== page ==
Uri Wilensky and William Rand’s An Introduction to Agent-Based Modeling: Modeling Natural, Social, and Engineered Complex Systems with NetLogo (find in a library) is the single best book I’ve encountered for anyone interested in agent-based modeling (ABM) in any discipline and at any level (K-12, undergraduate, graduate, professional).
At nearly 500 full-color pages, Wilensky and Rand’s book does an excellent job progressively walking through the decision to use agent-based modeling, creating simple ABMs, extending preexisting ABMs, creating more complicated ABMs, analyzing ABMs, and conducting verification, validation, and replication.
One of the greatest strengths of Wilensky and Rand’s approach is that IABM (Introduction to Agent-Based Modeling) is that it is a hands-on, exploratory book intended for use with the NetLogo multi-agent modeling environment, which is freely available for download. Each chapter of IABM includes many illustrative examples, all implemented and executed in NetLogo. Moreover, the example models and code are not just available to readers (again, free of charge), but are conveniently bundled in the current release of NetLogo. In other words, rather than just read about the models, the reader is encouraged to run the models his or herself. The Chinese proverb says it best:
Tell me and I’ll forget;
show me and I may remember;
involve me and I’ll understand.
Beyond just running the models described in the book, each chapter concludes with a substantial number of exercises or “Explorations,” usually numbering 20 to 30. Each Exploration is a potentially deep opportunity to learn more about ABM by getting involved rather than just reading, as the Chinese proverb suggests.
Wilensky and Rand do a very nice job of using illustrative models from a variety of disciplines; one example might come from the social sciences and the next example from ecology. This is helpful since each reader may come from a different background or have different experience or interests.
The book requires no special background in mathematics or computer science, which is a huge plus in terms of accessibility to a broader audience.
The authors suggest that it could be used as a textbook for an undergraduate course on complex systems or a computer science course on ABM, or even as a supplement to science, social science, or engineering classes. Graduate students who wish to use ABM in their research – regardless of discipline – would likely find IABM one of the best possible places to start. Even experienced researchers with no agent-based modeling experience would benefit from IABM as an introduction to the method.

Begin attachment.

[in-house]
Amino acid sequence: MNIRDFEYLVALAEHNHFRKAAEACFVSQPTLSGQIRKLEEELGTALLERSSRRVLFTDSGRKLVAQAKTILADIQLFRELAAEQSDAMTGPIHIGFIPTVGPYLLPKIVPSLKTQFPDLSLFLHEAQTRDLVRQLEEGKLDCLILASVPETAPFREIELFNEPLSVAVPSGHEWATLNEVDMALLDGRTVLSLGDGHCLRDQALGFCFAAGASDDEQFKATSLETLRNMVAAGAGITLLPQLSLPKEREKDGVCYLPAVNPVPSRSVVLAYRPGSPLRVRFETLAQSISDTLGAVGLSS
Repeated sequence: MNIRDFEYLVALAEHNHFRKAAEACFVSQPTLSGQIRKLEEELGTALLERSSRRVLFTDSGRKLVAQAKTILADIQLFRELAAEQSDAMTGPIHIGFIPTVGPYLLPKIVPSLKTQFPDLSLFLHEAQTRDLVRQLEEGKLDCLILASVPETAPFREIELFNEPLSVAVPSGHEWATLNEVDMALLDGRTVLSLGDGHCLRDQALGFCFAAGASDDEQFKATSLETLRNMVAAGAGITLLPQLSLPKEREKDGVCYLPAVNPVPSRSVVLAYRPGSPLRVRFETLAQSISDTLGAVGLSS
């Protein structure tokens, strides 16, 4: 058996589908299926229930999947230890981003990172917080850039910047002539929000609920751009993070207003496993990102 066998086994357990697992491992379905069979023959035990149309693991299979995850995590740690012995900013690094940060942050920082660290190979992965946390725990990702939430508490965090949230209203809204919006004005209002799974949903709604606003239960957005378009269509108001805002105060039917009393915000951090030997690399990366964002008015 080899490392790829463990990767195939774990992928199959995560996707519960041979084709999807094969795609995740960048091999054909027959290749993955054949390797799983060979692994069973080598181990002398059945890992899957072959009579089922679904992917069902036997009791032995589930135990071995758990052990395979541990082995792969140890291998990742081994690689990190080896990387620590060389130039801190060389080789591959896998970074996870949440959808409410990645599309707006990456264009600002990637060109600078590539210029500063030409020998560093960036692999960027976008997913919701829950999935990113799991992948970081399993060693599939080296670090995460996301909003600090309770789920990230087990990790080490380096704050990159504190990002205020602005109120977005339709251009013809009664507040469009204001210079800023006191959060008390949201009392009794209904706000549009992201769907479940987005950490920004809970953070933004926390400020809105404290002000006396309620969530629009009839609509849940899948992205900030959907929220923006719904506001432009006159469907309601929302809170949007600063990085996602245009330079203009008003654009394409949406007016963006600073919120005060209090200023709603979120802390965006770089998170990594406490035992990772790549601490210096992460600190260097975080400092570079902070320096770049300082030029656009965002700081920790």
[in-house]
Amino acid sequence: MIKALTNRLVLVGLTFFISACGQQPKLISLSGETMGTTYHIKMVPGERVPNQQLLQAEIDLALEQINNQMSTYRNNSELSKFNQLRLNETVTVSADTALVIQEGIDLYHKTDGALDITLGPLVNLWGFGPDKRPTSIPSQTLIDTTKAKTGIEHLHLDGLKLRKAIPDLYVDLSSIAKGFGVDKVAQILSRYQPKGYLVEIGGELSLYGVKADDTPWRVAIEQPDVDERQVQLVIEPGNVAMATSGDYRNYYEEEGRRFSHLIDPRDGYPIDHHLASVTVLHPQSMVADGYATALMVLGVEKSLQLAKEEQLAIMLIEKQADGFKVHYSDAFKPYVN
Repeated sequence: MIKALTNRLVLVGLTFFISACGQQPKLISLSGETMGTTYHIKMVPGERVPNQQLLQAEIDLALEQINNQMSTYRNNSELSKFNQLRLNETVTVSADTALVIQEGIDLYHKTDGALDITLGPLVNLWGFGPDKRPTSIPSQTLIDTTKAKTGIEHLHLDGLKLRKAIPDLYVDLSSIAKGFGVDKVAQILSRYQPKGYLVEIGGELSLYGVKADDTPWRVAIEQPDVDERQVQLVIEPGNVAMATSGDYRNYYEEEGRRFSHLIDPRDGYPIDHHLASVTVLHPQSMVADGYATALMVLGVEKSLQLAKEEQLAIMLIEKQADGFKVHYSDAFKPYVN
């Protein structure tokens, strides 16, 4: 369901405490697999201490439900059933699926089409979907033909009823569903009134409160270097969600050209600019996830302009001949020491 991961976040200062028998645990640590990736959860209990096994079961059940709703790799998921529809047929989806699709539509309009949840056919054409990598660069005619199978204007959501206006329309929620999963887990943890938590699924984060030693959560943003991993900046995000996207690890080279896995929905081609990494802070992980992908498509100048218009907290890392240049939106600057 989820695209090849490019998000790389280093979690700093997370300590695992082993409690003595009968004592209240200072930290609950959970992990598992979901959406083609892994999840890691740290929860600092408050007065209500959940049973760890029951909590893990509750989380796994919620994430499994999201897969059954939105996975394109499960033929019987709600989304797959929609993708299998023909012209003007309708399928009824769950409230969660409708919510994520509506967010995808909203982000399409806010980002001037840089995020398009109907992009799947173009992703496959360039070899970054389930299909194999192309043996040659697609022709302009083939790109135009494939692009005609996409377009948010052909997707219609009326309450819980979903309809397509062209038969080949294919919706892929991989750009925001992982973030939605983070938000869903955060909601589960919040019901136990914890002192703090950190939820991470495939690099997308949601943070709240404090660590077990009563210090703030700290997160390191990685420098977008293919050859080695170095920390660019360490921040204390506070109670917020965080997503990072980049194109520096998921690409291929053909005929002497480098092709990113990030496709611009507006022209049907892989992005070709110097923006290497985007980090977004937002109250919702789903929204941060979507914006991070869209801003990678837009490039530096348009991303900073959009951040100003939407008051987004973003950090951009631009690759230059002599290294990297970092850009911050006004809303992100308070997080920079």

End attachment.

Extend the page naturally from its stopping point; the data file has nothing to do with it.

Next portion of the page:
While the book is aimed at high-level undergraduates and graduate students, it is sufficient to successfully create very detailed and scientifically valuable agent-based models in NetLogo. The authors reserve a final chapter for “advanced” applications potentially of greater interest to individuals interested in specific sorts of ABM: computationally intensive models, participatory or stakeholder-driven modeling, robotics, spatial and geographic information systems (GIS), and network science / social network analysis. They select just a handful of NetLogo’s more advanced capabilities to describe in this chapter, but include helpful references enabling interested readers to learn more.
I can’t find anything about IABM to criticize, though reading it cover to cover (as I did) is certainly an investment of time, albeit a worthwhile one for the reader wishing to learn and use agent-based modeling.
One of the best ways to explore the science of complexity and how complexity theory can be applied to the numerous real-world phenomena we experience and study is through agent-based modeling. Uri Wilensky and Bill Rand have written an excellent book to help anyone do just that, and I recommend An Introduction to Agent-Based Modeling: Modeling Natural, Social, and Engineered Complex Systems with NetLogo (find in a library) to anyone wishing to get started with agent-based modeling.
Wilensky and Rand make ABM accessible and, importantly, thoroughly enjoyable to learn.
The book’s companion website is http://www.intro-to-abm.com/.